Allegan Food Alliance looking to buy former bowling alley for community food hub

Allegan Food Alliance looking to buy former bowling alley for community food hub


ALLEGAN, Mich. — The Allegan Food Alliance plans to form a meal program and food club, on top of other offerings, potentially on the site of Snowden Sunset Lanes, a now-closed bowling alley.

“Food with dignity, food as connection, food as medicine,” said Mary Colborn, director of the “brand new” nonprofit.

Recently, the alliance recruited a Food Policy Council for the sake of creating a daily meal program for local students. Through discussion and the availability of a nearby former bowling alley, Colborn thought bigger.

“We have to look at the root causes of hunger,” Colborn said.

Snowden Sunset Lanes

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Allegan Community Food Hub

If fully realized (and funded), the Allegan Community Food Hub would provide a total of six services. In addition to the pay-what-you-can meal program and food club, a farmers’ market and community garden would connect the hub to local produce.

“We are in a region that’s second to none in diversity of crop production,” Colborn said. “We should have the capacity to feed ourselves.”

A demonstration kitchen would also offer cooking classes, while a commercial kitchen could be utilized by local growers looking to process and sell their crop in small supply.

“We just need to be supported,” Colborn said. “And we need to support ourselves.”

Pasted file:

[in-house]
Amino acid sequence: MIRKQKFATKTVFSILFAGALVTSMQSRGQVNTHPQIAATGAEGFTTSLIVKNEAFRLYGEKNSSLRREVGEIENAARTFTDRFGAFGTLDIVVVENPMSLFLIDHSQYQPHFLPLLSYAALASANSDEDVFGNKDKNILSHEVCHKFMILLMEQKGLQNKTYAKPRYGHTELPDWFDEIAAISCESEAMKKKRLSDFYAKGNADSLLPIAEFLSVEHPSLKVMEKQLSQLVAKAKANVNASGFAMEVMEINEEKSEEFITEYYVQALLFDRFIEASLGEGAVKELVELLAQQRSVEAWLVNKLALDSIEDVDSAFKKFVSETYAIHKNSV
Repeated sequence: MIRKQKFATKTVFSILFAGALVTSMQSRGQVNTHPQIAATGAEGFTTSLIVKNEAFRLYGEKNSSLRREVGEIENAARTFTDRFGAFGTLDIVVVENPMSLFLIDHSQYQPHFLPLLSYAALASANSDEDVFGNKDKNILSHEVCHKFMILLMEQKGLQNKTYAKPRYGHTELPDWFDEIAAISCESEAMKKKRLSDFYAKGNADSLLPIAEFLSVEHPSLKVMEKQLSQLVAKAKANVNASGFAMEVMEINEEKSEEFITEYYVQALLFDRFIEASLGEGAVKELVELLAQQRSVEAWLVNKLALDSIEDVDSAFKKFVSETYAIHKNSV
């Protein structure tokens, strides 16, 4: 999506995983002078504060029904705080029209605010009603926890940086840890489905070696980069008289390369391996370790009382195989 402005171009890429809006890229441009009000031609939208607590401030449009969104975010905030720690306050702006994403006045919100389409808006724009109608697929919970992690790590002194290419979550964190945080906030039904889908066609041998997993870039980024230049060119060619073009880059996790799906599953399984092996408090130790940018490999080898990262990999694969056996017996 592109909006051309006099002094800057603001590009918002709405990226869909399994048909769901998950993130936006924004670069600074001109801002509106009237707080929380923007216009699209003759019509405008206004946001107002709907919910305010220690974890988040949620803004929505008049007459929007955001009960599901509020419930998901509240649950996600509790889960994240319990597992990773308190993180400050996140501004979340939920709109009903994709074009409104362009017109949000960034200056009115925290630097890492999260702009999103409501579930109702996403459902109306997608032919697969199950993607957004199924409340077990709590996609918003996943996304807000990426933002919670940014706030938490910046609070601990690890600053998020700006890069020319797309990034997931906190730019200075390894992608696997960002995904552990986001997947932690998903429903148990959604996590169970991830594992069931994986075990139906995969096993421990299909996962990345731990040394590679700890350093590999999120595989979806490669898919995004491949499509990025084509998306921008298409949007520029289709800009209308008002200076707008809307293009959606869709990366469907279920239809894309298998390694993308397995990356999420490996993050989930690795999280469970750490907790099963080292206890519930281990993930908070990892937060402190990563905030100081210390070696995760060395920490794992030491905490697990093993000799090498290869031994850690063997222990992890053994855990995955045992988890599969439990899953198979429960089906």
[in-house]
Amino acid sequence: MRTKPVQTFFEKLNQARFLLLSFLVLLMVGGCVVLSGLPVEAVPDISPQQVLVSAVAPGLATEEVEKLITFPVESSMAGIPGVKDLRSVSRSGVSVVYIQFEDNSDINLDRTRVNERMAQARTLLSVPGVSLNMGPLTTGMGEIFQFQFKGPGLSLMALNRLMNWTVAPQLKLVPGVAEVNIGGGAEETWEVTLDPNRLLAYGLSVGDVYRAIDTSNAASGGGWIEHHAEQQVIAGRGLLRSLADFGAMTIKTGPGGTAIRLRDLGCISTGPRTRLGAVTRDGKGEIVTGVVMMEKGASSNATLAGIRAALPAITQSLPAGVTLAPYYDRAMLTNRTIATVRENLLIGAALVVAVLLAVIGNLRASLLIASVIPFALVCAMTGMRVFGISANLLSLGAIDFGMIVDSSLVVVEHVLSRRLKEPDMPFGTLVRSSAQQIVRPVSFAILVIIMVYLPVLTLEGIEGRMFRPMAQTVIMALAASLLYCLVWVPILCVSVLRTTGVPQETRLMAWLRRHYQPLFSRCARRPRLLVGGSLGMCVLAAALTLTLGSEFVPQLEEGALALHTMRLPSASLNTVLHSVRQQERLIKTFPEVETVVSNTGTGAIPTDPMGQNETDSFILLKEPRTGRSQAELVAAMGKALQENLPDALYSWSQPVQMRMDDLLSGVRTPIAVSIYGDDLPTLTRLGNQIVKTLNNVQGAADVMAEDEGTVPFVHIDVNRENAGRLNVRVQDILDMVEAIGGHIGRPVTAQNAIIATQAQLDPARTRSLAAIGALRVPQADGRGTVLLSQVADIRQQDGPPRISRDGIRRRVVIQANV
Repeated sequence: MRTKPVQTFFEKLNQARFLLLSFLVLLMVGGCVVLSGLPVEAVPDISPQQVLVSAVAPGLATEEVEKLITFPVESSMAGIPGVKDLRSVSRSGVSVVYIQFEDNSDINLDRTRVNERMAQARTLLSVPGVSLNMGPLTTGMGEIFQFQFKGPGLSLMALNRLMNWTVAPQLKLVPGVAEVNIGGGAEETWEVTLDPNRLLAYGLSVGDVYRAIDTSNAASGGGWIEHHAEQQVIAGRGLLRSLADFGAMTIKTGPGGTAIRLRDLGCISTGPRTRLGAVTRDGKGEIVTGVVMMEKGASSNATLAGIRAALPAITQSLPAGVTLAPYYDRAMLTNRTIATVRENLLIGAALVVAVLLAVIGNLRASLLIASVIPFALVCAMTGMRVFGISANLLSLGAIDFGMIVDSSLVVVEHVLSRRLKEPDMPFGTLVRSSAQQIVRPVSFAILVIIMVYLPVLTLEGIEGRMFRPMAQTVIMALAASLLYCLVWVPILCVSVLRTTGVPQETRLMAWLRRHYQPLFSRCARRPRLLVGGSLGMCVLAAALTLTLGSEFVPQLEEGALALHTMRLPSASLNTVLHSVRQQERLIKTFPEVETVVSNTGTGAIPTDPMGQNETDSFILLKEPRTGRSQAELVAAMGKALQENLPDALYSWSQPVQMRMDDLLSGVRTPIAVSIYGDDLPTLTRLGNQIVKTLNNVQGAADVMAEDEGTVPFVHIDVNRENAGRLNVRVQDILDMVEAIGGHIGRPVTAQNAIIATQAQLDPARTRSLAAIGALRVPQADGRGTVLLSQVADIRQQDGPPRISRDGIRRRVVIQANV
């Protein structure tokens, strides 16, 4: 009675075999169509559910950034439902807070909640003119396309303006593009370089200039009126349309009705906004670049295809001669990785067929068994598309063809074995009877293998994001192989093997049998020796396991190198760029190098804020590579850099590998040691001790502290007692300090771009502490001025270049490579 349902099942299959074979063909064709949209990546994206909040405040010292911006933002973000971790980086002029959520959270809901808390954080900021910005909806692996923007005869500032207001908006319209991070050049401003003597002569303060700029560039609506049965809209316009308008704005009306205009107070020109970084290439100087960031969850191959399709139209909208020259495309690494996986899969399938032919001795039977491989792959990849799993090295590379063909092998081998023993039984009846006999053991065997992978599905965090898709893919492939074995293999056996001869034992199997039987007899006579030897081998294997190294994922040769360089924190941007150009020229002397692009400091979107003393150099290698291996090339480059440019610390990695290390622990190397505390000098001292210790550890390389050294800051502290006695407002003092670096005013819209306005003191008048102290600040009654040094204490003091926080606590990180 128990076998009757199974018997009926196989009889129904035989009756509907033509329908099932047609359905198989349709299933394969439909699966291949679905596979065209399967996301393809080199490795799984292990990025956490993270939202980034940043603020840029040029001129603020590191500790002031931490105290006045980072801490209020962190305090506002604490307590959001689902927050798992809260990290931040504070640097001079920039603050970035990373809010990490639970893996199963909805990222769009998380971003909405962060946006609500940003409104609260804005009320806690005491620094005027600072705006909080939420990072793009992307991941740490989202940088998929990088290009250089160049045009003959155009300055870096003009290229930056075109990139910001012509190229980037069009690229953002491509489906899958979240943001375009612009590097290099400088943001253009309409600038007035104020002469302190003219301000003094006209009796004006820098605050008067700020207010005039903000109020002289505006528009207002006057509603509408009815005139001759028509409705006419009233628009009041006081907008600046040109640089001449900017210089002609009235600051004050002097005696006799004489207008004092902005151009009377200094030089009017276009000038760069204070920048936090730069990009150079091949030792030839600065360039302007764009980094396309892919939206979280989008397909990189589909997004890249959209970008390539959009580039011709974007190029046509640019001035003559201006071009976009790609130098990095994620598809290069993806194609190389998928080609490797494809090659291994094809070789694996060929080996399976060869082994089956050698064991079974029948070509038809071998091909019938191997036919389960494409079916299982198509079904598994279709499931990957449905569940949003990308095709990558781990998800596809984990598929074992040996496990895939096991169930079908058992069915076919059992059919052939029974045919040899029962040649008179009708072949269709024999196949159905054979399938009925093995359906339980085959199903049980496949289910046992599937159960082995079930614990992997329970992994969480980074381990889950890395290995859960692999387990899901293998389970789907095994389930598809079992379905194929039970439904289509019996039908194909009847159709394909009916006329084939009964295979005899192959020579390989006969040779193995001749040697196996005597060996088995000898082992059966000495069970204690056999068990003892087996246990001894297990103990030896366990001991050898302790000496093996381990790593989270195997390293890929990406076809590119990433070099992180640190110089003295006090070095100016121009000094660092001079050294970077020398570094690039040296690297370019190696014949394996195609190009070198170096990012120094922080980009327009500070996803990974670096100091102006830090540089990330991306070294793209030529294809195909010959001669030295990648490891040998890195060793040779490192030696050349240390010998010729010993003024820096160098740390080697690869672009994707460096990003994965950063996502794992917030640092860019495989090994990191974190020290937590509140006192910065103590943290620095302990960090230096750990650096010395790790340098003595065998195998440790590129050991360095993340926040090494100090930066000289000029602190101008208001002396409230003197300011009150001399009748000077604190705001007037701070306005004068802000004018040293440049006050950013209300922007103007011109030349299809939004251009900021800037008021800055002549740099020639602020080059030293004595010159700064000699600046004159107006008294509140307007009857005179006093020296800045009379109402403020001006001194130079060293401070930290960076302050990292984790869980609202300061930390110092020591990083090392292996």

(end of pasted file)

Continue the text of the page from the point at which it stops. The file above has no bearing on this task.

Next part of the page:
Snowden Sunset Lanes

In the 1950s, the Allegan-based bowling alley first opened as Collins Lanes, until the Templin family bought the business in 1969. Despite a name and ownership change in 2007, it’s been in the family ever since, but likely won’t be for long.

Snowden Sunset Lanes

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“It’s a sorrow that I had to let it go,” said owner Matthew Snowden, who—along with his father—ran the business bearing his name for more than a decade. “Times change.”

In May, the long-lasting effects from the COVID-19 pandemic forced the bowling alley to close. Now, it’s liquidating—listing bowling balls and furniture for sale while stripping the lanes.

“We were the spotlight at night on Saturday nights,” Snowden said. “Something to do for the kids.”

Snowden Sunset Lanes

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A Third Place

If the Allegan Food Alliance can find the funding through a public grant or private donation to purchase the building, the space could operate as a “third place.”

“You have your school and you have your home, but we’d be the third place,” Colborn said. “The place where people feel like they belong.”

“Allegan is a very tight-knit community,” said Reneè Smith, a sophomore at Allegan High School. “I feel like a place where you can be individually yourself, but belong to something would be really good for Allegan.”

If interested, you can contact the Allegan Community Food Hub at [email protected].

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